FAQs

What are Peace Bond conditions?

A Peace Bond is a protection order made by a judge if the complainant has ongoing fear of the accused (section 810 Peace Bond) or if there is a concern the accused will breach the peace (common law Peace Bond). The conditions imposed on a Peace Bond are case specific and based on the underlying allegations and the relationship between the accused and complainant.

What are Peace Bond conditions?

When entering into a Peace Bond, a judge may impose specific conditions that are designed to prevent the accused from committing harm to the complainant or members of their family. The judge may also impose rehabilitative conditions such as alcohol and/or domestic violence counselling. Most often, the conditions are negotiated by defence counsel and the prosecutor. If the conditions are not agreed to, the judge will make the final determination.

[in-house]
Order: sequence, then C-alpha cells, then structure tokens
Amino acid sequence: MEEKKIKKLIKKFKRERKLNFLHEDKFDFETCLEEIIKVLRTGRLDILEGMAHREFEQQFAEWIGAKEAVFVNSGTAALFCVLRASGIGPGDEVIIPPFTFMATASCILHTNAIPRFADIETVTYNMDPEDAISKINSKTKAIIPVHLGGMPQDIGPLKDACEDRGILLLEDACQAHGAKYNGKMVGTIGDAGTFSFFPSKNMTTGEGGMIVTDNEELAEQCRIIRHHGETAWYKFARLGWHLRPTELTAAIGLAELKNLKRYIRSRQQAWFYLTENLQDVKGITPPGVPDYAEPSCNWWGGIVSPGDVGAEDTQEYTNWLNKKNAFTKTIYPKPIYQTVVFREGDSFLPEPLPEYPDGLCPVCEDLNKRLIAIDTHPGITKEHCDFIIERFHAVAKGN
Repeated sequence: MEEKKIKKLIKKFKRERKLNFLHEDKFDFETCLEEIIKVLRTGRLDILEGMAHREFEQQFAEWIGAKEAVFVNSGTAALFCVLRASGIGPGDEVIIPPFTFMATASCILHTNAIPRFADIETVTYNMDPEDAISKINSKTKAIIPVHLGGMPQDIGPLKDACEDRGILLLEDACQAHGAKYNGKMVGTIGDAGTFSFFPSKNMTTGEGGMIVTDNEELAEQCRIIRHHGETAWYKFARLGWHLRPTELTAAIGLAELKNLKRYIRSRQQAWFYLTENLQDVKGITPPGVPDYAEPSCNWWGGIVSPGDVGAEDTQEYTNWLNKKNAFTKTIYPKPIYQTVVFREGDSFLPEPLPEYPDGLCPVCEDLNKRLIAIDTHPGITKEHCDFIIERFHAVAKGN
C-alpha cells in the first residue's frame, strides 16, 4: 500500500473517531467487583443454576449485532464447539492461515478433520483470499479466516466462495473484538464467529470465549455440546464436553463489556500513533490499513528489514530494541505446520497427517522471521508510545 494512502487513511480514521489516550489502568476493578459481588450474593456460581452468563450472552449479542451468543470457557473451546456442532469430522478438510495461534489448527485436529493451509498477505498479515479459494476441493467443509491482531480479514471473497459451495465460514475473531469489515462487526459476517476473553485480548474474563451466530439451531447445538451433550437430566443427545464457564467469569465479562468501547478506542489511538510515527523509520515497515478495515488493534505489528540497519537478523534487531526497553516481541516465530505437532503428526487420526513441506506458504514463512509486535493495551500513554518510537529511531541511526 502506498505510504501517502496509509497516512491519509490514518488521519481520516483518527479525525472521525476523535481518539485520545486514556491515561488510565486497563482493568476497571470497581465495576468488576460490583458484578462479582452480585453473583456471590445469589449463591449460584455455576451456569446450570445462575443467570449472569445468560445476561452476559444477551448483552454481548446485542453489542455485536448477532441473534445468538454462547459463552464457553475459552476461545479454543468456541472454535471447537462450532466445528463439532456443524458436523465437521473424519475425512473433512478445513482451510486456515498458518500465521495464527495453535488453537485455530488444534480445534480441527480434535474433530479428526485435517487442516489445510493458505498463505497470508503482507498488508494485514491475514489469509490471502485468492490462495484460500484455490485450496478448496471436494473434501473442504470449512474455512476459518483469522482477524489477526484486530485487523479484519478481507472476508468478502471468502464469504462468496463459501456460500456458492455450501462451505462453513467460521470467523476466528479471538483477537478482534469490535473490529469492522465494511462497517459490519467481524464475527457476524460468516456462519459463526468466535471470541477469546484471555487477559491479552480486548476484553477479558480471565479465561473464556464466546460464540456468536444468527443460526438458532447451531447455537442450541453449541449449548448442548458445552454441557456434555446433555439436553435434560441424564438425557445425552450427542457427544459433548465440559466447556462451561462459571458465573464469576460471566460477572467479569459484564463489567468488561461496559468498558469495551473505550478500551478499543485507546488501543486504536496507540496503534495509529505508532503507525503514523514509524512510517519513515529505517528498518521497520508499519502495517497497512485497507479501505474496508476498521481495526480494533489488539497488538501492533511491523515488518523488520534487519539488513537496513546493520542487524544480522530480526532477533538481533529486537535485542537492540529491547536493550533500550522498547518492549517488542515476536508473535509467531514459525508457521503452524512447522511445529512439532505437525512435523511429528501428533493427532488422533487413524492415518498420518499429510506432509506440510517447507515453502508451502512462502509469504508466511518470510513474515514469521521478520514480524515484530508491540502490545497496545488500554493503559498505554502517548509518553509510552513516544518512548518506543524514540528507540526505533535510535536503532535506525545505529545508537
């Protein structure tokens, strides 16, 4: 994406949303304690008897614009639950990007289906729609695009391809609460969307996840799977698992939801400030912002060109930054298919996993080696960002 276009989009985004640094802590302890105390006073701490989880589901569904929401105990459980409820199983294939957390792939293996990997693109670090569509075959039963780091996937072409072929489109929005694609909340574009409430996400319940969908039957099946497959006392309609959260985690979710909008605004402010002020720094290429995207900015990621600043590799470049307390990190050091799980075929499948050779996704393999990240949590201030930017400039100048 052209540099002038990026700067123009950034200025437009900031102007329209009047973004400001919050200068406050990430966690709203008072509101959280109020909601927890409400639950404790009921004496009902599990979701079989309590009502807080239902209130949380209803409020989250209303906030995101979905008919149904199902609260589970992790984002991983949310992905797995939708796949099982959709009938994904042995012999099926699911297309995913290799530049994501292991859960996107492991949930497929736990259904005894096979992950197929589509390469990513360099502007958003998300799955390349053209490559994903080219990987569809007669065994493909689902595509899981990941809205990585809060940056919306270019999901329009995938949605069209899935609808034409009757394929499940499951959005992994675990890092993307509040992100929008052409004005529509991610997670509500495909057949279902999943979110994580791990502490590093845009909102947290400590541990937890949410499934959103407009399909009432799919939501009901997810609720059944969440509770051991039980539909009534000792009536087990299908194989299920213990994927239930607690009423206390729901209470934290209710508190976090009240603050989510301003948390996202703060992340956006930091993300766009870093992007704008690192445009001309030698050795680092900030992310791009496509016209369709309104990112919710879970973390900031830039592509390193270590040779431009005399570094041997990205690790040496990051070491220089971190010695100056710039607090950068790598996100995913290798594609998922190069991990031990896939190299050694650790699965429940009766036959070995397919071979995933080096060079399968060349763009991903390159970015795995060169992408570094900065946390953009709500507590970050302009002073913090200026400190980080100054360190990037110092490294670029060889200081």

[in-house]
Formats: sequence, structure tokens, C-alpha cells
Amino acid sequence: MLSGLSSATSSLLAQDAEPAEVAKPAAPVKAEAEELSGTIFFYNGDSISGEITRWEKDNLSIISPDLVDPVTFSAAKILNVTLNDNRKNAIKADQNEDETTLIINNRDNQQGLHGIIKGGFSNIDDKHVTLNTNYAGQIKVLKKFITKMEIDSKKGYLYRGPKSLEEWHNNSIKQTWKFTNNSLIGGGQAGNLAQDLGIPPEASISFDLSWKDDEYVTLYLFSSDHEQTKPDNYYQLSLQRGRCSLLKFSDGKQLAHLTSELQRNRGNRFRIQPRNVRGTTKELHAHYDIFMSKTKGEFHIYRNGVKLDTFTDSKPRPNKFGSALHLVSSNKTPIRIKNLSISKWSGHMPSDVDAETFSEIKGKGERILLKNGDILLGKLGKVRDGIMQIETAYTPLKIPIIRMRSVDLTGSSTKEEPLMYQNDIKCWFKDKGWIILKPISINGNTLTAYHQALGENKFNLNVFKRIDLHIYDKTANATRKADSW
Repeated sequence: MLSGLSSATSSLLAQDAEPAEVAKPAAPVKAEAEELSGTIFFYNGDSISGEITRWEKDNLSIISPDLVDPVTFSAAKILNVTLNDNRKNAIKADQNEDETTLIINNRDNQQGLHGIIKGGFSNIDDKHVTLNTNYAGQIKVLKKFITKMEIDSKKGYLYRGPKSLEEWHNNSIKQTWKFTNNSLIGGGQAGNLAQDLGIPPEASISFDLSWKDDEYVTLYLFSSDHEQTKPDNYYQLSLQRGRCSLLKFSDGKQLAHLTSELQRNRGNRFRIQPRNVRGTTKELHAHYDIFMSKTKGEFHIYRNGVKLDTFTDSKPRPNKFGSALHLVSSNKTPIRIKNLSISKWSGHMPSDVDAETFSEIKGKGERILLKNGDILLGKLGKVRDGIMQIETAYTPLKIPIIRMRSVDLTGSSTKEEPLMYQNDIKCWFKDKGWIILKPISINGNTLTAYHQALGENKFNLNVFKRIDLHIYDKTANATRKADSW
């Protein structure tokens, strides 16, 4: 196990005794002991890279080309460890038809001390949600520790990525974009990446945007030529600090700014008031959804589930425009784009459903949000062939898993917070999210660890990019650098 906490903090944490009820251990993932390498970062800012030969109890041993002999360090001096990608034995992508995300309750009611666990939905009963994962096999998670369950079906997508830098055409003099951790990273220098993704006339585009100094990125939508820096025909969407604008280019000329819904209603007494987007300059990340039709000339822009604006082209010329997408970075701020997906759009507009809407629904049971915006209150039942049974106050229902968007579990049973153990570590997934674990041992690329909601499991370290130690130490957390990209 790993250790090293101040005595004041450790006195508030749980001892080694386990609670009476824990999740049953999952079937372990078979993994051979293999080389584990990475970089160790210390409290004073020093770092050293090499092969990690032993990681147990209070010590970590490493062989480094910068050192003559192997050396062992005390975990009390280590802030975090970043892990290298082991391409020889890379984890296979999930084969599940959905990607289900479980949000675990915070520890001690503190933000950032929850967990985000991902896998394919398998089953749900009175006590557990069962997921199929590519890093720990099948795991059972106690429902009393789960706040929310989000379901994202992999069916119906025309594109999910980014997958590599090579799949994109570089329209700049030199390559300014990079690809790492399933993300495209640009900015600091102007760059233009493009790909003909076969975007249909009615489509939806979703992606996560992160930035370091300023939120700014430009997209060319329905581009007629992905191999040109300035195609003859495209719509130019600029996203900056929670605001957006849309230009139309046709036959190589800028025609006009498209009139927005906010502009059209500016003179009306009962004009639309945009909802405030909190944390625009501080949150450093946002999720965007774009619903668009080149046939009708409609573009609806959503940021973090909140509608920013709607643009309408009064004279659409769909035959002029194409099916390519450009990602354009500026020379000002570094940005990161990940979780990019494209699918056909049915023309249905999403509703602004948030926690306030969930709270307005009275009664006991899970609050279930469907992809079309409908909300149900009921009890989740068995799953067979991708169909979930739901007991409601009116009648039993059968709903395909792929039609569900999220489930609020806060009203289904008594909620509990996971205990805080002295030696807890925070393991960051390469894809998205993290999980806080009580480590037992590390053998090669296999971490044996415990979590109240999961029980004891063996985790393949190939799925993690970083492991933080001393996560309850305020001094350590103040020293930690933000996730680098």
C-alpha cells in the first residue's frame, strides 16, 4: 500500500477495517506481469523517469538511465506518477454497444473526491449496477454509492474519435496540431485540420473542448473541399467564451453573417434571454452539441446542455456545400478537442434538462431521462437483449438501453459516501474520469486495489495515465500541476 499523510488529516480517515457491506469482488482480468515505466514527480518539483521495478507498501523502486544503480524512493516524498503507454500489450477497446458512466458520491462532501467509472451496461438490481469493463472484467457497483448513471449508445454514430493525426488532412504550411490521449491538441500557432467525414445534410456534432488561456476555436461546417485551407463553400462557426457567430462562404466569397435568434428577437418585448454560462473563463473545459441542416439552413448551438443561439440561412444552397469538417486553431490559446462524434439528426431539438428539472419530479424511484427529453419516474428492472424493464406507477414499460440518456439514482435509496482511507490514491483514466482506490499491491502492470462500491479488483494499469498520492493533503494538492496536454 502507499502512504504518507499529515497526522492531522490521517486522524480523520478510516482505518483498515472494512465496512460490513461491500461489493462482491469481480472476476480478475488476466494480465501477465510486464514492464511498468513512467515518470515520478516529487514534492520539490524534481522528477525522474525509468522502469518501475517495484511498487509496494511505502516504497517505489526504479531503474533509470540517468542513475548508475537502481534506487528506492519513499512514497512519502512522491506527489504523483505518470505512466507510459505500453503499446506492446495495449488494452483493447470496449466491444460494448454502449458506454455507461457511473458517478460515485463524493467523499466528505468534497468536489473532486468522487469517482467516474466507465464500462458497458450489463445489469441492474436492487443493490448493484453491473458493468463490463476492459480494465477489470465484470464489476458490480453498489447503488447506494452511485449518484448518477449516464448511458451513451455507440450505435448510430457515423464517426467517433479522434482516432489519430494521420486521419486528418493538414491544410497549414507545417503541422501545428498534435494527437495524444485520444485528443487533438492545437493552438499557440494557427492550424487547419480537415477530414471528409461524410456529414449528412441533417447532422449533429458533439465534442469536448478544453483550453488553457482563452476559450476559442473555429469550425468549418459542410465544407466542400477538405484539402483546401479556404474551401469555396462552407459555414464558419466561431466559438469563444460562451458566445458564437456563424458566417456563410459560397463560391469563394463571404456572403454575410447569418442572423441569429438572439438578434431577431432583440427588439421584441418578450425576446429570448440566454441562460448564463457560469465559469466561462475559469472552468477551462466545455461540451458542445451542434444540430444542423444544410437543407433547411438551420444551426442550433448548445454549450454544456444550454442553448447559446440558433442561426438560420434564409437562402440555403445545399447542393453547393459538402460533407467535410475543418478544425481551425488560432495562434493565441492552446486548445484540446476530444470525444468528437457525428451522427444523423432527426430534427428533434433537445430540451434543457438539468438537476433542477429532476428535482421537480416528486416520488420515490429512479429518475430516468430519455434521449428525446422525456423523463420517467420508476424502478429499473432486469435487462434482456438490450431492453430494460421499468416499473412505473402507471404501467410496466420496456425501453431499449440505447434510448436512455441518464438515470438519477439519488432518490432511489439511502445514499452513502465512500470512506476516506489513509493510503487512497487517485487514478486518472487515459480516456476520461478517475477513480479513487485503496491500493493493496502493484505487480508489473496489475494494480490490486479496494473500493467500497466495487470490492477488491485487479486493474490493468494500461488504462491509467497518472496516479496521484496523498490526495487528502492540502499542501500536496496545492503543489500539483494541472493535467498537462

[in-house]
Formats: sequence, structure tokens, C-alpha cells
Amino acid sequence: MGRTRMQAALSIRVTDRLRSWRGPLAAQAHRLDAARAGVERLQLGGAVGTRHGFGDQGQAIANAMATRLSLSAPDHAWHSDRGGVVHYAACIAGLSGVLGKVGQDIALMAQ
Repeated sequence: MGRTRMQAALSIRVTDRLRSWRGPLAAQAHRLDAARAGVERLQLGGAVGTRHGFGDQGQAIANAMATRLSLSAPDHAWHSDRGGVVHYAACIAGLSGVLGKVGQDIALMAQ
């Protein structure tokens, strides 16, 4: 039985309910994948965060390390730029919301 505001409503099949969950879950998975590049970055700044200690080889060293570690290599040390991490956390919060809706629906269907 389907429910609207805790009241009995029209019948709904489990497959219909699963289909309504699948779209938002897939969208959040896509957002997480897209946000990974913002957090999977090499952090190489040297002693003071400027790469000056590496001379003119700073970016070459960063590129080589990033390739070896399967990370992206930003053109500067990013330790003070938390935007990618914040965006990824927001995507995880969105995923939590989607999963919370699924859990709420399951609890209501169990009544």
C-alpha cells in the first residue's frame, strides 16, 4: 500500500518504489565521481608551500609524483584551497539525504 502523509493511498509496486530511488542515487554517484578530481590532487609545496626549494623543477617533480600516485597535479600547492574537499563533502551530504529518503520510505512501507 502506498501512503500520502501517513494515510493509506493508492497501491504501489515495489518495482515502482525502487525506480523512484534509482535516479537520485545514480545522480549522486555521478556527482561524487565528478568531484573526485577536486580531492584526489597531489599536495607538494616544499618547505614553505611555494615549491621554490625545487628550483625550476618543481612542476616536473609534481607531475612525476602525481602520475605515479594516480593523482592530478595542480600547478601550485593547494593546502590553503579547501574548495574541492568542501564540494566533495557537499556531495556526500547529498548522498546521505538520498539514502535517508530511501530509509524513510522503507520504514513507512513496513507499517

Possible conditions that may appear on a Peace Bond are:

  • keep the peace and be of good behaviour;
  • no contact with the complainant, their spouse, or child;
  • no go to the residence or place of employment of the complainant, their spouse, or child;
  • abstain from using non-prescription drugs or alcohol;
  • no weapons other than those used for eating or preparing food or while employed;
  • complete community service hours;

Breaching any condition of a peace bond is a criminal offence and carries a maximum sentence of up to four years imprisonment.